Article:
Unaffiliated voters helped sway Colorado’s 2018 election
Every vote counts.
While cliché, those three words encapsulated the 2018 midterm elections, particularly in Garfield County.
Races for Congress, the governor’s mansion, and numerous other closely contested seats illustrated an even divide between Democrats and Republicans in Garfield County.
Perhaps the bigger story, though, was the number of votes cast for candidates not affiliated with either of the country’s two major political parties.
As of Wednesday evening, according to the Garfield County Clerk and Recorder Jean Alberico, 24,313 ballots had been cast from a pool of 37,414 registered voters, which equates to a voter turnout of nearly 65 percent for Garfield County.
In Colorado’s District 3rd Congressional District race, incumbent Republican Scott Tipton handily defeated Democratic challenger Diane Mitsch Bush by a margin of 8 percent, or 27,299 votes, according to returns reported to the Colorado Secretary of State’s Office.
In Garfield County, however, Tipton defeated Bush by just 1.88 percent or 451 votes.
The CD 3 race between Tipton and Bush, in Garfield County, also garnered a combined 905 votes for Libertarian Gaylon Kent and Independent Mary M. Malarsie.
Additionally, although Democrat Jared Polis defeated Republican Walker Stapleton by 7.23 percent or 149,976 votes for the governor’s mansion.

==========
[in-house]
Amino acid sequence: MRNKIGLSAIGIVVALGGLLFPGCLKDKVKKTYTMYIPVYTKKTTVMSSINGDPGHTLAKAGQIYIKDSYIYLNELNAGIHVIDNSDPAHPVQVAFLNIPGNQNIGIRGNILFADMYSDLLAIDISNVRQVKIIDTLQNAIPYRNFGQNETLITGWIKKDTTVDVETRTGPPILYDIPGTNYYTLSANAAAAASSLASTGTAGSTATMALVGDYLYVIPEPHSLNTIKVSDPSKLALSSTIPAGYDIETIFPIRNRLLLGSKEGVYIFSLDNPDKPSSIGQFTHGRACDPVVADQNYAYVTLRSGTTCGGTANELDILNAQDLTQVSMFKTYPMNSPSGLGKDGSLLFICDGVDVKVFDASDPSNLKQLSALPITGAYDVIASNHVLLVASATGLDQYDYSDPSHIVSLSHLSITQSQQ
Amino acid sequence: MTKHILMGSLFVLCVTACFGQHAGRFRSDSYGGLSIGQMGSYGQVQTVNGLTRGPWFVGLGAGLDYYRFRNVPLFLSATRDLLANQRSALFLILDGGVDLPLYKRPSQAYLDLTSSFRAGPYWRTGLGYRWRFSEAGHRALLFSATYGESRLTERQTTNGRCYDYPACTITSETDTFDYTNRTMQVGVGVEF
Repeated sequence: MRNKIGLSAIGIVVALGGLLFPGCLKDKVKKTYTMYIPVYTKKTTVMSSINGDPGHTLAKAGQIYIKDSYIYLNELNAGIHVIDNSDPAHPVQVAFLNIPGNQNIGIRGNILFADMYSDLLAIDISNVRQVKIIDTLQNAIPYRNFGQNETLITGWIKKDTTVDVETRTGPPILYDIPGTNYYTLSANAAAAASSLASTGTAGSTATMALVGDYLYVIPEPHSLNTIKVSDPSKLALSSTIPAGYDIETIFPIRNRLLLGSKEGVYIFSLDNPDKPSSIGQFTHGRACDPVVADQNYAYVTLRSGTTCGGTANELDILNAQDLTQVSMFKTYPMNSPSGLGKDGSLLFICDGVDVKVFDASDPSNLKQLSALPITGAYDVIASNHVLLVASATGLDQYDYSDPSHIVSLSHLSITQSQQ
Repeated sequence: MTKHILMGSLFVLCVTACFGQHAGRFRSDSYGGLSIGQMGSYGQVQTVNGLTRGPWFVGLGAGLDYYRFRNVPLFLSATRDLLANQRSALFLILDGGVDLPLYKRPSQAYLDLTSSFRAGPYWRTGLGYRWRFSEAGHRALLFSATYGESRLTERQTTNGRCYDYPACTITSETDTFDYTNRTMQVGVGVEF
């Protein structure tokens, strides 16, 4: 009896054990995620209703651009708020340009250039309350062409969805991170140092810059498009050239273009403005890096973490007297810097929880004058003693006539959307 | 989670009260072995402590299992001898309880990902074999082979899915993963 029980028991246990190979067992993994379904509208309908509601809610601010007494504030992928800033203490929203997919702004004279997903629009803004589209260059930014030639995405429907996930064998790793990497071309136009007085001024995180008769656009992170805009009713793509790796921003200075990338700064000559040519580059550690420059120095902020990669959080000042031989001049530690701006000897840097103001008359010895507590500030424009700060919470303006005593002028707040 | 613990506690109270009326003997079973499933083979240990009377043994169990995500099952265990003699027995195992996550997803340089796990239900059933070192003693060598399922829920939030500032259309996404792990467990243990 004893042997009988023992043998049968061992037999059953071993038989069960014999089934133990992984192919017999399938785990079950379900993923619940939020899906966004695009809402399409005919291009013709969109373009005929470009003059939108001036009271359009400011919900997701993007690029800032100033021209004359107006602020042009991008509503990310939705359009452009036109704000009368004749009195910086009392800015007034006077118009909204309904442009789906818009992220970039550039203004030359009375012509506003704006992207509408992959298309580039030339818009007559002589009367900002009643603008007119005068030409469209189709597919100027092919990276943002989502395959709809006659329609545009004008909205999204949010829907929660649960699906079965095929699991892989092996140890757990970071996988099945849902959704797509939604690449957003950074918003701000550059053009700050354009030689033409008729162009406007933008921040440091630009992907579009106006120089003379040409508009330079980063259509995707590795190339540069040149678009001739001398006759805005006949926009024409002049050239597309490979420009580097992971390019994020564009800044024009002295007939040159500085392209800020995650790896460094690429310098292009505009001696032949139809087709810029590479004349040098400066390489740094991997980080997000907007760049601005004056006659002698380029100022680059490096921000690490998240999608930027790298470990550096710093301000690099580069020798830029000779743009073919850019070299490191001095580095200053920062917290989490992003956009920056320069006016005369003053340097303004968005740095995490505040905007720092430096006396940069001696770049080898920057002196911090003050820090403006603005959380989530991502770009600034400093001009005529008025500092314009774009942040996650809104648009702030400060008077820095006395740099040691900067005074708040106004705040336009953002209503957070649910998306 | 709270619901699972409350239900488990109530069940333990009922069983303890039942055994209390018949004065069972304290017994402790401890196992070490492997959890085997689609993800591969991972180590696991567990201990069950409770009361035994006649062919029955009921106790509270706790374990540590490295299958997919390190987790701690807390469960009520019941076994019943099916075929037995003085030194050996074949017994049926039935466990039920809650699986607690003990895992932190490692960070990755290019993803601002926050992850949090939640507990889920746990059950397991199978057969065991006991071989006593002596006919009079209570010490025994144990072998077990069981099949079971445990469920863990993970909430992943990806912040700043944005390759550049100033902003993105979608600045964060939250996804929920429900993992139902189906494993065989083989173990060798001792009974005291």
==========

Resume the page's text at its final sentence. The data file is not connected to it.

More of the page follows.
In Garfield County, the five-term Democratic U.S. Representative defeated the two-term Republican Colorado State Treasurer by just 1.31 percent which equates to 314 votes.
Other gubernatorial contenders, Unity Party candidate Bill Hammons and Libertarian Scott Helker, combined, earned 3.45 percent of the vote, which tallies out to 823 votes in Garfield County, alone.
In several other races, too, including that for Colorado Secretary of State and Attorney General, the difference in votes earned in Garfield County between the Democrat and Republican candidates was, again, trumped by the combined votes for smaller party candidates.
Ultimately, Democrat Jena Griswold unseated incumbent Republican Wayne Williams in her bid for Secretary of State. However, in Garfield County Griswold garnered 11,272 votes to Williams’ 11,412. It was a difference, again, which was surpassed by combining American Constitution Party candidate Amanda Campbell and Approval Voting Party candidate Blake Huber’s votes.
Without question, the seat up for grabs where a non-Democratic or Republican candidate played a significant roll in the election’s outcome was that for Colorado Attorney General.
Statewide, Democrat Phil Weiser defeated Republican George Brauchler by 57,707 votes.
Libertarian candidate William F. Robinson, in the same race, beat that difference by capturing 60,473 votes.
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